Awards and Recognitions
Despite rampant gender discrimination and nepotism rules, she never stopped pursuing her lifelong interest in medical research. Brilliant and quick-witted, Cori was a superb experimentalist as well as a perfectionist
In 1947 Gerty Cori became the third woman—and first American woman—to win a Nobel Prize in science, the previous recipients being Marie Curie and Irène Joliot-Curie. She was the first woman to be awarded the Nobel Prize in Physiology or Medicine. The crater Cori on the Moon is named after her. She also shares a star with her husband Carl on the St. Louis Walk of Fame.
Cori was honored by the release of a US Postal Service stamp in April, 2008. The 41-cent stamp was reported by the Associated Press to have a printing error in the chemical formula for glucose-1-phosphate (Cori ester). The stamp is being distributed despite the error. Her description reads: "Biochemist Gerty Cori (1896–1957), in collaboration with her husband, Carl, made important discoveries—including a new derivative of glucose—that elucidated the steps of carbohydrate metabolism and contributed to the understanding and treatment of diabetes and other metabolic diseases. In 1947, the couple was award a half share of the Nobel Prize in Physiology or Medicine." The other scientists on the "American Scientists" sheet include Linus Pauling, chemist, Edwin Hubble, astronomer, and John Bardeen, physicist.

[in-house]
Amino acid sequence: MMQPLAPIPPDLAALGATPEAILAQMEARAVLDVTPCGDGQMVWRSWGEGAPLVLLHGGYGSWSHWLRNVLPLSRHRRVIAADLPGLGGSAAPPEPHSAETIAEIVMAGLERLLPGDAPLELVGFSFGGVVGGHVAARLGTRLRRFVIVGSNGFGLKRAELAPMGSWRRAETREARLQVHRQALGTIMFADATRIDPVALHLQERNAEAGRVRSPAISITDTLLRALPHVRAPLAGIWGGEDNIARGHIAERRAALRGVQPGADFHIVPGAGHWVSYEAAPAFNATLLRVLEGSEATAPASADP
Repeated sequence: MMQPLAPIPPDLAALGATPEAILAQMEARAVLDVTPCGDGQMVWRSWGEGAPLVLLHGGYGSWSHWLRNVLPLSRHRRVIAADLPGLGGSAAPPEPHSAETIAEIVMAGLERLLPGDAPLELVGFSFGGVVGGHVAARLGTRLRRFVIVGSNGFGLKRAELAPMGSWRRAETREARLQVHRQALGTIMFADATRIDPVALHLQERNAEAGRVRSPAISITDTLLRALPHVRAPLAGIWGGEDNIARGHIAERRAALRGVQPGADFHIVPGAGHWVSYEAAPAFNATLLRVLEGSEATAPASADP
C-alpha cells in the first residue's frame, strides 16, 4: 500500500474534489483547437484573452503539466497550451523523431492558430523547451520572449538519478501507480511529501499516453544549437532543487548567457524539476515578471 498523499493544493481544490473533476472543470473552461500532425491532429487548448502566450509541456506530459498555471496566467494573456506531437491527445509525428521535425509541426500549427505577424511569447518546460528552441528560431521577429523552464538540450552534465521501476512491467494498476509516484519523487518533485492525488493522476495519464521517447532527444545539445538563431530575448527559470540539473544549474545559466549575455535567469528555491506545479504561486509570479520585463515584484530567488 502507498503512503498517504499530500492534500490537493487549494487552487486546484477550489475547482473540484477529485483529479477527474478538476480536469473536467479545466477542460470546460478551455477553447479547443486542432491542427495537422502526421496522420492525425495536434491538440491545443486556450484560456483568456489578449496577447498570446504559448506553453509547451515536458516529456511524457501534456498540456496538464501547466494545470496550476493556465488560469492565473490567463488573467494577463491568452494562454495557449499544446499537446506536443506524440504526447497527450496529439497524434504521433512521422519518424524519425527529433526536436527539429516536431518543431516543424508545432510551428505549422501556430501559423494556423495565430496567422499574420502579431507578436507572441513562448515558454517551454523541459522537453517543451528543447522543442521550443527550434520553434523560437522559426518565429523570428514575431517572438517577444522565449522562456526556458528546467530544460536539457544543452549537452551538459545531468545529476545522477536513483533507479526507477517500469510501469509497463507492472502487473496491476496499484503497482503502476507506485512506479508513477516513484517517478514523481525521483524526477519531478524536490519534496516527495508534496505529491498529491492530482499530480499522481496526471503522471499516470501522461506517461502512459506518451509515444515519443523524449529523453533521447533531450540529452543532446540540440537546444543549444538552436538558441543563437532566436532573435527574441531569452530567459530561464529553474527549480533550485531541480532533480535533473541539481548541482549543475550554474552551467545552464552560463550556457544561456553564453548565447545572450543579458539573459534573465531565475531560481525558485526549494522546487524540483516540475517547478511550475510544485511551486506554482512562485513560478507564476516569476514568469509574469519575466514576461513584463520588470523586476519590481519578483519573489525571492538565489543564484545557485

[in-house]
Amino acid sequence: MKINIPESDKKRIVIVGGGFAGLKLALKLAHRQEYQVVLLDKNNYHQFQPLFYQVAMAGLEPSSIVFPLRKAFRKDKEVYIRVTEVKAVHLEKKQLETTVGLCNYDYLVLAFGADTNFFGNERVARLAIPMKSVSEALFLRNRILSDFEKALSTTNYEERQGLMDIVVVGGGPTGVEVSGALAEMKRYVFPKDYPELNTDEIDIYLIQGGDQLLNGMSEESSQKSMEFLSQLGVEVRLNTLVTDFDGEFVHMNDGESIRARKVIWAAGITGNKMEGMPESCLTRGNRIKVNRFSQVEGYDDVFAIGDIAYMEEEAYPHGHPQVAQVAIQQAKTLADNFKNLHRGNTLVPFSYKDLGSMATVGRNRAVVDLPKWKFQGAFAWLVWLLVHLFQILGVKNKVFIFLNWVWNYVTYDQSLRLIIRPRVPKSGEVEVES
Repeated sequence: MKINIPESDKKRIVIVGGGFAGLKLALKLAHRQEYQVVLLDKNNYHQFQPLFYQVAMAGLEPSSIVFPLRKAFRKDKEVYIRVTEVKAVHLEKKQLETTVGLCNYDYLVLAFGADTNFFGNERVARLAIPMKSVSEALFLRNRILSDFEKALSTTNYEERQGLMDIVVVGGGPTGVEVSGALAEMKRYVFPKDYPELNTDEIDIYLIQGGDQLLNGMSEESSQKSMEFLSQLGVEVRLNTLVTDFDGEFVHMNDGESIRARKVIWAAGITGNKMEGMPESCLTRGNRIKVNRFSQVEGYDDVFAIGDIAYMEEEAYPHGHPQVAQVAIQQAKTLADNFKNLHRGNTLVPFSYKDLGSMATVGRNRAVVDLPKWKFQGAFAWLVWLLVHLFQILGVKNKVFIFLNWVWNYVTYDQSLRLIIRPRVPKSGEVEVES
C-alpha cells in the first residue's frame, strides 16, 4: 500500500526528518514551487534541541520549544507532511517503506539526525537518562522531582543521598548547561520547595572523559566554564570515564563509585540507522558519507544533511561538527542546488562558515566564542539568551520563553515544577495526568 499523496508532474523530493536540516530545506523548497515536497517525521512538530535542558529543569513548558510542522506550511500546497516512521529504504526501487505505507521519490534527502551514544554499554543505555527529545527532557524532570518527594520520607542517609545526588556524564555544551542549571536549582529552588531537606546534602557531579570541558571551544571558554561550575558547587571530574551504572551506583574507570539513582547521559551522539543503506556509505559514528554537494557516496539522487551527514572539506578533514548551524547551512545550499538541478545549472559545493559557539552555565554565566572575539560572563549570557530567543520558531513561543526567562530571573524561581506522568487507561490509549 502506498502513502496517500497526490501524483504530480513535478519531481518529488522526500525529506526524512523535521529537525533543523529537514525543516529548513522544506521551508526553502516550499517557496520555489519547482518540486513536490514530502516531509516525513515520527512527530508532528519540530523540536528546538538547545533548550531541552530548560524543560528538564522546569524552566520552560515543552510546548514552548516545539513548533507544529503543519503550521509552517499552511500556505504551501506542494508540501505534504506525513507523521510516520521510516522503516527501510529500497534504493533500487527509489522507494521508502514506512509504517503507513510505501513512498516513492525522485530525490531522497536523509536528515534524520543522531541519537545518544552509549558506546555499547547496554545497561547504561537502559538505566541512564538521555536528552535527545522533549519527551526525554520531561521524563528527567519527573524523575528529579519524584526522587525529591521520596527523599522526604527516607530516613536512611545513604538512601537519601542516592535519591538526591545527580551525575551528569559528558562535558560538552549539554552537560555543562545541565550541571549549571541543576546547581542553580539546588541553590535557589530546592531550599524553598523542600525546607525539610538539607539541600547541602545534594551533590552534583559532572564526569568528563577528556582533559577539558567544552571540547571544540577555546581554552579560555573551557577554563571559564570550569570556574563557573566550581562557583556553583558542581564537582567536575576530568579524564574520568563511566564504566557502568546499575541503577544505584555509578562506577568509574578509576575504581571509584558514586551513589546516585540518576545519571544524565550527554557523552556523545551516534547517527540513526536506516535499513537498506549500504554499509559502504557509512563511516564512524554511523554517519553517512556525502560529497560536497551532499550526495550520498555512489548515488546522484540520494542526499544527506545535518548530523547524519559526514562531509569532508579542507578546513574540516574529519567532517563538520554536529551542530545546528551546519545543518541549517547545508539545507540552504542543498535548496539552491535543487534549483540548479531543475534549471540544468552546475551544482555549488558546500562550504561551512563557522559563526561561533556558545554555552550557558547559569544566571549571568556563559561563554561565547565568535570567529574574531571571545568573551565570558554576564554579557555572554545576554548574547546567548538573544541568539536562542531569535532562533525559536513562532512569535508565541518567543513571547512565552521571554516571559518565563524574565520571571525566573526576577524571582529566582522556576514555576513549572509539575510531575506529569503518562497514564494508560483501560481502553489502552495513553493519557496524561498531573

In 1948, Cori was awarded the Garvan-Olin Medal, an award that recognizes distinguished work in chemistry by American women chemists. She was appointed by President Harry S. Truman as board member of the National Science Foundation, a position she held until her death. She was elected to the National Academy of Sciences, the fourth woman so honored.
In 2004 the research of Gerti and Carl Cori on carbohydrate metabolism was recognized by the American Chemical Society as a National Historic Chemical Landmark at the Washington University School of Medicine.
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